The cashew tree is in full bloom in this picturesque, picturesque part of the state of Washington.
The trees were planted there in the 1920s, and it’s a pretty spectacular place to get lost in the trees and the people who live in them.
But now, there are no more cashew trees and only one or two left.
That’s because the tree’s owner, an American Indian tribe, filed for bankruptcy.
It’s been a long time coming.
The tribe’s lawyer, Gary Koppelman, says he’s been trying to get a court order for about 20 years, but no one has ever given him an answer.
That was because the court ruled in favor of the tribe, the attorney said.
Koppell was in the courtroom on Friday as the tribal court ordered the tribe to pay a $2 million judgment against the tree and its owner, the Koppel family.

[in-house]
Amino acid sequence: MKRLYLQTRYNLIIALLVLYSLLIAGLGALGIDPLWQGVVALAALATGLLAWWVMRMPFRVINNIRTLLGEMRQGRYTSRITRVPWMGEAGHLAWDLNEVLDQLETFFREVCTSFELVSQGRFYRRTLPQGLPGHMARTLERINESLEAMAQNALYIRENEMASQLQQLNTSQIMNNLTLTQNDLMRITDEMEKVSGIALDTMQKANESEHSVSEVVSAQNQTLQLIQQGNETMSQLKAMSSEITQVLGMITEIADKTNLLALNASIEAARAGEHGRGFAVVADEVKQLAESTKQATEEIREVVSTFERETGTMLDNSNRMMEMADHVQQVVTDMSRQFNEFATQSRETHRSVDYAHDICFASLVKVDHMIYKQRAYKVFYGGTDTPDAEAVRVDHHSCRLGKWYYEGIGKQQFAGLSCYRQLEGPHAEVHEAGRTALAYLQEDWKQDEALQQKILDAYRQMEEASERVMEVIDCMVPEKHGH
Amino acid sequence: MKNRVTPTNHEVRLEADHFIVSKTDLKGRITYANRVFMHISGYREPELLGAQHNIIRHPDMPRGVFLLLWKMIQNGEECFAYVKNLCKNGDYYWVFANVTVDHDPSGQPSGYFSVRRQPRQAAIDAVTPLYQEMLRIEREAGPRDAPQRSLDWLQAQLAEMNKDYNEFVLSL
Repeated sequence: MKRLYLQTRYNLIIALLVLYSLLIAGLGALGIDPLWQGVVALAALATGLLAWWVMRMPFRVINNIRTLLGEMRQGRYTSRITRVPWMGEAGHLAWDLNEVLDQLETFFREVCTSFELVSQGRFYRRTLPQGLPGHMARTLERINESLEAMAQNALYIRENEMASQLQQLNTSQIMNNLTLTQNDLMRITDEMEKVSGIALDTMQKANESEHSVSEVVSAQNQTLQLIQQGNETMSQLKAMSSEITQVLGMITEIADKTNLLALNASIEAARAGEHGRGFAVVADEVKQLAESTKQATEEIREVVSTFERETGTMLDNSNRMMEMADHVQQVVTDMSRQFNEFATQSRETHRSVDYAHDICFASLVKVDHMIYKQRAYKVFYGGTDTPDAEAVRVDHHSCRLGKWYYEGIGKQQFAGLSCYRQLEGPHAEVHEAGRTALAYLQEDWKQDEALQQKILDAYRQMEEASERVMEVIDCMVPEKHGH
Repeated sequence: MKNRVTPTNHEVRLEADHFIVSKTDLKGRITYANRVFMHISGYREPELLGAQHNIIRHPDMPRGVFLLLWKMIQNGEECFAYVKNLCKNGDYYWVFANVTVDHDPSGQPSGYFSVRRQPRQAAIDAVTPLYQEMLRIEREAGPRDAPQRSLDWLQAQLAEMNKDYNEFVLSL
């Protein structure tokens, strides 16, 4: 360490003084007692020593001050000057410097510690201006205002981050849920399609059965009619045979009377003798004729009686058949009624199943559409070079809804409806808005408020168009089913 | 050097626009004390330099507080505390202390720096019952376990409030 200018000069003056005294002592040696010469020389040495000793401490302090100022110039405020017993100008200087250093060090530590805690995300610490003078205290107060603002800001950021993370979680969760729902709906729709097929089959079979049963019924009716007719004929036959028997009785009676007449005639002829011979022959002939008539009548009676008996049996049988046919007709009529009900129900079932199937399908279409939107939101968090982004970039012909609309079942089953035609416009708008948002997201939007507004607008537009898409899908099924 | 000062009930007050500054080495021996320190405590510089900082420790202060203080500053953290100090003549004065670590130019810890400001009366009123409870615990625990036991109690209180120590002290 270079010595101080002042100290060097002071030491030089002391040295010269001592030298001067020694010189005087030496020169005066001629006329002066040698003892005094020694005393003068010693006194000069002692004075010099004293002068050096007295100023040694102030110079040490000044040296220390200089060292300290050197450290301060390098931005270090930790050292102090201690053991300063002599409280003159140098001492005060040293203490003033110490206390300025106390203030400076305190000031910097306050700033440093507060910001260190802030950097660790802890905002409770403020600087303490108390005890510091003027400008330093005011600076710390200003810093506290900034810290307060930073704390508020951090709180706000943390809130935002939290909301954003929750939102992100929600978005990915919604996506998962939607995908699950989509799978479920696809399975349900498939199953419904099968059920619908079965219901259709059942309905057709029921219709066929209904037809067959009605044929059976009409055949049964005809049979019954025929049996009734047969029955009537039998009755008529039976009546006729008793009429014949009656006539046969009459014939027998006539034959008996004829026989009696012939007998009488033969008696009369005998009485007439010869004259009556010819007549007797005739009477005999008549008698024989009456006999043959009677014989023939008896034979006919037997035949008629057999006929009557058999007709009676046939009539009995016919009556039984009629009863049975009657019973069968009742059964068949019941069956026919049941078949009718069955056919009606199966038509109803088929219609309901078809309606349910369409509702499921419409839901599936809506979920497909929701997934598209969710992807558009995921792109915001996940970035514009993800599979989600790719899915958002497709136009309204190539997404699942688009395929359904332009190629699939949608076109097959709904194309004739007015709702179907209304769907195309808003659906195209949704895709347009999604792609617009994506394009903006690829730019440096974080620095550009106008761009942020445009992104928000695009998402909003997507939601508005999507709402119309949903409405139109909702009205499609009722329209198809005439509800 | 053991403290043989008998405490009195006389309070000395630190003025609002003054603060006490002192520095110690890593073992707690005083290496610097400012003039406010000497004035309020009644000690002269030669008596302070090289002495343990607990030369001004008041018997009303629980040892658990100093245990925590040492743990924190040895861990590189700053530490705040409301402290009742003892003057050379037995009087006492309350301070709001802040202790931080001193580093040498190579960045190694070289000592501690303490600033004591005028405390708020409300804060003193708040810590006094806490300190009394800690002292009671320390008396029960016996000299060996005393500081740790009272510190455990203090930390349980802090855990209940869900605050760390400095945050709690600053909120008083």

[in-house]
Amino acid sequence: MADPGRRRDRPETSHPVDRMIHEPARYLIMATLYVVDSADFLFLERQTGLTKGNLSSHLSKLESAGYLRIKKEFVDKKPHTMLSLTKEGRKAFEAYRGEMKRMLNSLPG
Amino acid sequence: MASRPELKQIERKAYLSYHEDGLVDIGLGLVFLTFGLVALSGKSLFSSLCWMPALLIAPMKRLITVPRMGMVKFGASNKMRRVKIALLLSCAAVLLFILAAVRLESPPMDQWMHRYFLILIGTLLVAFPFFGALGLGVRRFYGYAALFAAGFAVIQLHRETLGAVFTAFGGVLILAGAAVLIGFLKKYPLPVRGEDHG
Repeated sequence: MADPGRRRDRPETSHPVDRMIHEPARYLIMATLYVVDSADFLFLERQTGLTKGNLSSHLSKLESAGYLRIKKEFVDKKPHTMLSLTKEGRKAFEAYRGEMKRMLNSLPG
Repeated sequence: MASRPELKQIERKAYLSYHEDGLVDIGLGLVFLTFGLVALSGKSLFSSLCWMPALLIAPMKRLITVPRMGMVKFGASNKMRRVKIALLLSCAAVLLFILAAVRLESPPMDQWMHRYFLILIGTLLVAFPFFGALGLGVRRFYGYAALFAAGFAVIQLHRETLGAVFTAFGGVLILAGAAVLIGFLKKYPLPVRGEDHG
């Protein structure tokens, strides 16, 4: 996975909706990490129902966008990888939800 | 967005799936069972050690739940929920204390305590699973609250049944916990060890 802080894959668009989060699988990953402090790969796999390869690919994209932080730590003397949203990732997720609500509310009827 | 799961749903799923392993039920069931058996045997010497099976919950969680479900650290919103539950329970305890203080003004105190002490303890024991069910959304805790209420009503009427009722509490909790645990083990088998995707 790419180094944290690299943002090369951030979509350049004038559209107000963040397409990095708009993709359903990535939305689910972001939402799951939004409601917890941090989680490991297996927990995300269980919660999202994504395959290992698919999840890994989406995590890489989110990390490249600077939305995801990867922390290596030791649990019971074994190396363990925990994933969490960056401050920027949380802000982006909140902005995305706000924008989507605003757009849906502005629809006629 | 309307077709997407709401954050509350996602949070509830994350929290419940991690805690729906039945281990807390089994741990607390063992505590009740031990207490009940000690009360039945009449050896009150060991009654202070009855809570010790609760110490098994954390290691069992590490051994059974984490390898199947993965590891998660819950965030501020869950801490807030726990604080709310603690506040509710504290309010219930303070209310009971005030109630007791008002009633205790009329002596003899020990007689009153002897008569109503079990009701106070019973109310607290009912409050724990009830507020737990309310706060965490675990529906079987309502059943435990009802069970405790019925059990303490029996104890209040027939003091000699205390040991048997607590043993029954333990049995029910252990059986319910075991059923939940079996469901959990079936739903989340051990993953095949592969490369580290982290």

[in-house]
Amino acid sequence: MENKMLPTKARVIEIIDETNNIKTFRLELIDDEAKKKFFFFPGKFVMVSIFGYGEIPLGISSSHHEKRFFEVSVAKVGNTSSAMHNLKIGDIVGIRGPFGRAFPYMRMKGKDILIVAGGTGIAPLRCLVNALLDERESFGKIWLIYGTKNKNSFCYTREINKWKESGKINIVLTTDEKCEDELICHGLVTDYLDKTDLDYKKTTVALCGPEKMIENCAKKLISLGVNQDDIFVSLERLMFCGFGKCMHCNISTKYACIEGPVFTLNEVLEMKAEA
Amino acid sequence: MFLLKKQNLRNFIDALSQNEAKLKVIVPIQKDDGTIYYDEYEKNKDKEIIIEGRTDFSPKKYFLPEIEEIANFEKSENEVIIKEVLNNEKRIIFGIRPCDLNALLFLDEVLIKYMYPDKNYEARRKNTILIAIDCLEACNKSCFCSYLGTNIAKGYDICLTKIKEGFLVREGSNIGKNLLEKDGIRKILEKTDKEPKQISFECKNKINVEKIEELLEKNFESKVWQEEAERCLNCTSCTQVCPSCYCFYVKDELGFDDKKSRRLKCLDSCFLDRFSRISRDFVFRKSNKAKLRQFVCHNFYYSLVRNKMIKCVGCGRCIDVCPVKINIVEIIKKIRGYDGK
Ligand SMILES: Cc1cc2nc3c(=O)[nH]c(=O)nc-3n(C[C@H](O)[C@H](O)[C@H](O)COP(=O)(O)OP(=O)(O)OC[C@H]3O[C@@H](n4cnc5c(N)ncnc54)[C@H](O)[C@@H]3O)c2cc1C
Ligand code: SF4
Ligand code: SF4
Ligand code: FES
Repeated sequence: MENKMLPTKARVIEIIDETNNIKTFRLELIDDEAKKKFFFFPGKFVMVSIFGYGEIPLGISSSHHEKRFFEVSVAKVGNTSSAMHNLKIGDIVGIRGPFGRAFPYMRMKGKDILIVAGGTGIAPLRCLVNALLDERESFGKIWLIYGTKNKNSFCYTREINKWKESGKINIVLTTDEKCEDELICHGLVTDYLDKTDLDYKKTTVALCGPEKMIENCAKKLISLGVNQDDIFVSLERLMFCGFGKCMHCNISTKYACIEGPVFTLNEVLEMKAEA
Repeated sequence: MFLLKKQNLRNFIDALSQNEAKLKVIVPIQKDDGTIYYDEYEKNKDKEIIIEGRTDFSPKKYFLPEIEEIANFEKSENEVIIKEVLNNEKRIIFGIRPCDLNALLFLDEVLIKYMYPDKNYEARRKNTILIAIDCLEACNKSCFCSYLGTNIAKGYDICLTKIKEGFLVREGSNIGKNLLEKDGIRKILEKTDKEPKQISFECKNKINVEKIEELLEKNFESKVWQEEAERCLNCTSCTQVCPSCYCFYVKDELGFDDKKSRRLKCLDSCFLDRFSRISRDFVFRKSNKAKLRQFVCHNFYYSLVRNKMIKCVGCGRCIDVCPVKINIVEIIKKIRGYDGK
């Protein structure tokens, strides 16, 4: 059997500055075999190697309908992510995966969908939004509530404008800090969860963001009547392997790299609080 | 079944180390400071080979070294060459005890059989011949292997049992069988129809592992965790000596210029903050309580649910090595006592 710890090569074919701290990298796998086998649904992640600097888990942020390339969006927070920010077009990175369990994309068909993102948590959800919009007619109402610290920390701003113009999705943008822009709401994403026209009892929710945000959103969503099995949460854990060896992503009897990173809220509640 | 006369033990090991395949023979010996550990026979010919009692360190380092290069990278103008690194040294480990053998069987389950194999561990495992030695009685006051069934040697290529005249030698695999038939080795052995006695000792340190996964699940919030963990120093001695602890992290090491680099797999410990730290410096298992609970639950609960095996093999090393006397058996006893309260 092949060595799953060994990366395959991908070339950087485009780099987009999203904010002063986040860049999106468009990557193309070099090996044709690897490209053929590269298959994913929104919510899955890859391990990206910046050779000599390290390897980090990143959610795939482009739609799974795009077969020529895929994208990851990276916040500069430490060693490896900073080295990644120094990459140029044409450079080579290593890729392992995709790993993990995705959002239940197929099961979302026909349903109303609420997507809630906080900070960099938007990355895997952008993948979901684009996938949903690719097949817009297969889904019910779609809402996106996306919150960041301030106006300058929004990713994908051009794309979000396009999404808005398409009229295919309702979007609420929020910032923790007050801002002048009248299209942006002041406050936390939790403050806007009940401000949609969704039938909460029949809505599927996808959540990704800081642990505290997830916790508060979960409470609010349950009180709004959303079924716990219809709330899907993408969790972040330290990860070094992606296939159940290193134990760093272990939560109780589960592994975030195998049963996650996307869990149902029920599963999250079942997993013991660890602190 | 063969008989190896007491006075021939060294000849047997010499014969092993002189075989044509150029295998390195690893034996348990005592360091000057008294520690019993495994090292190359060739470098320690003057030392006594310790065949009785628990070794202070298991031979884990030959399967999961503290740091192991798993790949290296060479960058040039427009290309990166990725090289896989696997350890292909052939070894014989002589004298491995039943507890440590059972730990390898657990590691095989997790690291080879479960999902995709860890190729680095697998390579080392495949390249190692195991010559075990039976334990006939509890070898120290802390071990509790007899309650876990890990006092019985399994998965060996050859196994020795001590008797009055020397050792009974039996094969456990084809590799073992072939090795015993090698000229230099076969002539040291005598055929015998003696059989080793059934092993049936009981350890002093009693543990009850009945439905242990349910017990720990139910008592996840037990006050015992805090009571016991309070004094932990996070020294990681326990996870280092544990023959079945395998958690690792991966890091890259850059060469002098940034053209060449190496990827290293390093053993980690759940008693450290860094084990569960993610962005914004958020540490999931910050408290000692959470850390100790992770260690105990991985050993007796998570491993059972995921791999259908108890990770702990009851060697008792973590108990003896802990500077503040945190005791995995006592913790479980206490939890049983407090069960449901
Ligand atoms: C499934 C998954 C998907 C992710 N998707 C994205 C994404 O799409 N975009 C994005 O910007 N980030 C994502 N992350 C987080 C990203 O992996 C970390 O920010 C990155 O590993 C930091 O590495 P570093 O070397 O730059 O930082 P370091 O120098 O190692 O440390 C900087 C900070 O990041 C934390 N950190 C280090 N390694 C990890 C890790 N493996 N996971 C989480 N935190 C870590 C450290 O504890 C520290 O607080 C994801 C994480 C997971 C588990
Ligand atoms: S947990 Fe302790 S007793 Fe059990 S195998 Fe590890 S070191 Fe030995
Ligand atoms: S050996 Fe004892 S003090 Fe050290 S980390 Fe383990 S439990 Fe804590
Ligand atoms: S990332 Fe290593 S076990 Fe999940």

The money would go toward repairs and other costs.
But Koppelt said he’s also worried about the tribe’s future.
The Koppells said the tribe has been paying off the tree owner’s debt and that’s what they plan to do with the money.
The family had a good time in the fall when they took the tree for a tour, but now they want to keep it and take it home.
And they’re worried about where it might end up, Koppela said.
I’m not sure what the future holds.